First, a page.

Political Law

DOJ Sec Vicente Abad Santos vs CFI Benguet Judge Pio Marcos

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A.C. No. 207-J – 76 SCRA 301 – Political Law – Constitutional Law – Bill of Rights – Search and Seizure – A search warrant must cover only one offense

On March 31, 1971, Amansec passed by a crowded house along Ledesma Street, Baguio City, where he saw a golden Buddha being offered for sale by one Rogelio Roxas. Within the premises of said house were some firearms and ammunition. Somehow, this fact reached the Philippine Constabulary (not clear if Amansec reported it to the PC). Amansec was interrogated and he was made to execute an affidavit.

At about 10:30 o’clock in the evening of 3 April 1971, perhaps after establishing all the facts, Colonel Victorino Calano went to Judge Pio Marcos to apply for a search warrant to be implemented at the address of Roxas. Calano brought with him Amansec and another police officer. Judge Marcos examined the applicant and the witnesses and at 11:45 o’clock of the same evening, he issued a warrant against Roxas for alleged violation of illegal possession of firearms and violation of Central Bank rules and regulations. The firearms were not specified and the specific Central bank rules and regulations were likewise not specified. The said warrant was implemented at about 12 midnight of 4 April 1971. Calano and his men were able to seize the golden Buddha, some gold bars, and other items not specified in the warrant. The inventory of the items seized were only submitted to the court on 13 April 1971. The seized items were initially kept by the PC and were only presented to Judge Marcos on 19 April 1971. And when the items were presented, the golden Buddha was not among the items presented.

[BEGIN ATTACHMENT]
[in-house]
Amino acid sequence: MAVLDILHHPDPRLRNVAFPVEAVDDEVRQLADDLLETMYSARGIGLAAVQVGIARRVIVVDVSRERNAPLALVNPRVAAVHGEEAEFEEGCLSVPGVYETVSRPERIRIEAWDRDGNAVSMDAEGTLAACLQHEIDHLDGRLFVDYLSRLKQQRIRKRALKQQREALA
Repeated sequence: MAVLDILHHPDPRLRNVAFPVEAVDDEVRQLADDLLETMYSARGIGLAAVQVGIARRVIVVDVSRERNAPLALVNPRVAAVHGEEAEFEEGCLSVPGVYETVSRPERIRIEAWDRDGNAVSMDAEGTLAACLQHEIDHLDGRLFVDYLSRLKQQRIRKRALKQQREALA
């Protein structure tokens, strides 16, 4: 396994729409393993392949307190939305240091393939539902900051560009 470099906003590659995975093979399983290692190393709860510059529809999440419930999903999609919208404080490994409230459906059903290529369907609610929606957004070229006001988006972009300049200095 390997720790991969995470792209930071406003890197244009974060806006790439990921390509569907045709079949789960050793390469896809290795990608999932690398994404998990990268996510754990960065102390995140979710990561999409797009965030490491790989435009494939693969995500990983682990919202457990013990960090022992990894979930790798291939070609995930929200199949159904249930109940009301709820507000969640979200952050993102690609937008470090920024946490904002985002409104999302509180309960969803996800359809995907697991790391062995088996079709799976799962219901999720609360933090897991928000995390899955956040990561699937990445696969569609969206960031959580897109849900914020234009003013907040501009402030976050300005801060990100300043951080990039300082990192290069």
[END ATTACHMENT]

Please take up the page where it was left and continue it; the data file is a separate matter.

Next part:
Later, an administrative complaint was filed by Justice Secretary Vicente Abad Santos against Judge Marcos for alleged gross inefficiency on the ground that the judge issued a defective warrant. In particular, the warrant was issued for two offenses instead of for one offense as provided for by the law; that the warrant did not specifically describe the items to be seized; and that the golden Buddha was not presented before Judge Marcos.

The administrative case was investigated by Court of Appeals Justice Magno Gatmaitan who concluded that there might be some defects in the search warrant issued but the complaint by Santos was lacking. Hence, Justice Gatmaitan did not recommend any sanction but he deffered to the better judgment of the Supreme Court.

ISSUE: Whether or not the search warrant issued by Judge Marcos is valid.

HELD: No. But the Supreme Court agreed with Justice Gatmaitan. There may be some defects in the search warrant issued by Judge Marcos but the same does not warrant a disciplinary action against the said judge. To hold a judge administratively accountable for every erroneous ruling or decision he renders, assuming that he has erred, would be nothing short of harassment and would make his position unbearable.

The Supreme Court also noted that Judge Marcos was already retired. An administrative proceeding is predicated on the holding of an office or position in the government, the resignation or retirement calls for its dismissal. Interestingly, the Supreme Court also noted in the same case that the cessation from office of a respondent Judge either because of resignation, retirement or some other similar cause does not per se warrant the dismissal of an administrative complaint which was filed against him while still in the service. Each case is to be resolved in the context of the circumstances present thereat.

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